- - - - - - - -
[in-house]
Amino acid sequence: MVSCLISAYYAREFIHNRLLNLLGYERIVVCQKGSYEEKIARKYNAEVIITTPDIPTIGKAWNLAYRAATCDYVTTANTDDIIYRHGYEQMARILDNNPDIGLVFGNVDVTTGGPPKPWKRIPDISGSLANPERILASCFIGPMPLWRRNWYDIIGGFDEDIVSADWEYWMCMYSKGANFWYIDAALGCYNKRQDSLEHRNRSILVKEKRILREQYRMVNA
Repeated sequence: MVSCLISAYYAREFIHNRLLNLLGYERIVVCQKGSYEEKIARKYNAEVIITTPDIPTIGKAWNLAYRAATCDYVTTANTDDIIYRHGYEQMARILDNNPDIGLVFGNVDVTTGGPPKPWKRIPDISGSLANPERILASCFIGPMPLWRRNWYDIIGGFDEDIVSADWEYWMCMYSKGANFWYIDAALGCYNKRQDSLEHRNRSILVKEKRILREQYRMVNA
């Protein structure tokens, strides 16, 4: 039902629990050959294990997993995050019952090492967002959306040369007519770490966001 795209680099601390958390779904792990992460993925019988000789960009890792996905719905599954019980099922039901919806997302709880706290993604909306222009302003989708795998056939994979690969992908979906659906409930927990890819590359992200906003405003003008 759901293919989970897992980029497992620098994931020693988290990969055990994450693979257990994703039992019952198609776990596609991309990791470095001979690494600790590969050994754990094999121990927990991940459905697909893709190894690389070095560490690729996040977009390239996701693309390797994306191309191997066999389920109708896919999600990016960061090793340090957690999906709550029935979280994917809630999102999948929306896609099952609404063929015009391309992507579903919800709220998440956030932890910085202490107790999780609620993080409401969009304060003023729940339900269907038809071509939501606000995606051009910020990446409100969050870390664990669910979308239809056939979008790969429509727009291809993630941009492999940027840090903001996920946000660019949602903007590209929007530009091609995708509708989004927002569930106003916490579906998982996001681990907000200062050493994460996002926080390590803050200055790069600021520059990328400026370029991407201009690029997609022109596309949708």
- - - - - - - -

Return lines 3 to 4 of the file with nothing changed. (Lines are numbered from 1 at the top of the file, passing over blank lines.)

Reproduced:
Repeated sequence: MVSCLISAYYAREFIHNRLLNLLGYERIVVCQKGSYEEKIARKYNAEVIITTPDIPTIGKAWNLAYRAATCDYVTTANTDDIIYRHGYEQMARILDNNPDIGLVFGNVDVTTGGPPKPWKRIPDISGSLANPERILASCFIGPMPLWRRNWYDIIGGFDEDIVSADWEYWMCMYSKGANFWYIDAALGCYNKRQDSLEHRNRSILVKEKRILREQYRMVNA
């Protein structure tokens, strides 16, 4: 039902629990050959294990997993995050019952090492967002959306040369007519770490966001 795209680099601390958390779904792990992460993925019988000789960009890792996905719905599954019980099922039901919806997302709880706290993604909306222009302003989708795998056939994979690969992908979906659906409930927990890819590359992200906003405003003008 759901293919989970897992980029497992620098994931020693988290990969055990994450693979257990994703039992019952198609776990596609991309990791470095001979690494600790590969050994754990094999121990927990991940459905697909893709190894690389070095560490690729996040977009390239996701693309390797994306191309191997066999389920109708896919999600990016960061090793340090957690999906709550029935979280994917809630999102999948929306896609099952609404063929015009391309992507579903919800709220998440956030932890910085202490107790999780609620993080409401969009304060003023729940339900269907038809071509939501606000995606051009910020990446409100969050870390664990669910979308239809056939979008790969429509727009291809993630941009492999940027840090903001996920946000660019949602903007590209929007530009091609995708509708989004927002569930106003916490579906998982996001681990907000200062050493994460996002926080390590803050200055790069600021520059990328400026370029991407201009690029997609022109596309949708």